Amy Brocato Pearson
Jacksonville Daily Progress
If you've been hearing a certain "crunch" underfoot and know it's not the rustle of fall leaves, it's probably one of the million of harpalus beetles swarming right now.
The beetles, which are "annoying but harmless," said Cherokee County Texas A&M AgriLife Extension Agent Kim Benton, are mating right now and that's why we're seeing so many of the approximately 1-inch black insects.
"It's peak season," she explained. "Normally they're not an inside pest. But if you don't have a good seal in your building they're easily able to get inside."
A ground beetle whose common name is the "Pennsylvania ground beetle," the harpalus beetles do try to avoid heat, so area businesses and residences are seeing them inside as they seek cooler temperatures.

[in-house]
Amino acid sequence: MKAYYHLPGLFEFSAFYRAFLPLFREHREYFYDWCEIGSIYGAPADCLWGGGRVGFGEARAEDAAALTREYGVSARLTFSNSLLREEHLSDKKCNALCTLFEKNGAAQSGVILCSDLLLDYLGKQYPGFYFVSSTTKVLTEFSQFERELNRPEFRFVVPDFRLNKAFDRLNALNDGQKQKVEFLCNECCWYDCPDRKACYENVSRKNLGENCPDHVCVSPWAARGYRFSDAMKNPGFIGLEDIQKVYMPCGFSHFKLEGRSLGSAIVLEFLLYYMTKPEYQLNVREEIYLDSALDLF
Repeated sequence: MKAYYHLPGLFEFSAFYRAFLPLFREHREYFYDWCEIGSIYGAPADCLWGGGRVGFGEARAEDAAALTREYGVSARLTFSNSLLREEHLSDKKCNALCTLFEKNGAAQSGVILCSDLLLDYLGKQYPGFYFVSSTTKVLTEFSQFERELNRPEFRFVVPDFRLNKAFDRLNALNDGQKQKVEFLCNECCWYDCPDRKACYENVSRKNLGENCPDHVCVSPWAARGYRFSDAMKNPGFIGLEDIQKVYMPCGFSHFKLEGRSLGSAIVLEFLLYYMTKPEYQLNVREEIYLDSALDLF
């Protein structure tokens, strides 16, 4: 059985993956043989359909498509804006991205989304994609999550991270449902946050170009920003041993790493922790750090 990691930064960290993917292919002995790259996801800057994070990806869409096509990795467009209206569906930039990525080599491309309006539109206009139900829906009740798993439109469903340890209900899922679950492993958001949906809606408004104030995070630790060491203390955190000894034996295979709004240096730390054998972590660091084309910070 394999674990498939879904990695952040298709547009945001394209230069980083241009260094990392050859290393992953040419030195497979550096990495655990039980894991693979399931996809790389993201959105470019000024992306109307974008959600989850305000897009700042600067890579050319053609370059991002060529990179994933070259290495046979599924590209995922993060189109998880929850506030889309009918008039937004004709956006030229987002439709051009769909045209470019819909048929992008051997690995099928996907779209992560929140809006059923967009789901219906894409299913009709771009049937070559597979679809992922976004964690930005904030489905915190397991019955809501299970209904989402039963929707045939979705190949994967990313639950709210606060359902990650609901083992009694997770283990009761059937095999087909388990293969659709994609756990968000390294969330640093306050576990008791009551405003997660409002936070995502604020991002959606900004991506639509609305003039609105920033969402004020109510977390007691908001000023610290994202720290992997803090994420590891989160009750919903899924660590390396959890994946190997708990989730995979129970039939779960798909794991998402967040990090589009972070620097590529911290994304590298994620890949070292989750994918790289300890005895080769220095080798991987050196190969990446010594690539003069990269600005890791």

They are also drawn to outside lighting like moths are. Carabid, or ground beetles, are predators on other insects, according to Michael E. Merchant, professor and extension urban entomologist with Texas A&M AgriLife Extension Service.
"They live and hunt on the ground, hence the family name "ground beetles," he said.
Merchant said he'd received reports of large numbers of beetles from "several counties east and southeast of the Dallas area," including Cherokee and Hender-son counties.
One downtown Jack-sonville business owner was sweeping the beetles out of their front door into the street on Thursday at lunchtime.
"I just can't stand it; they're everywhere," the owner said.
There's not a lot you can do about the beetles, but mating season only lasts a few week, with about a week to go, Merchant said.
"It's irritating but I promise, they won't hurt you," Benton reiterated.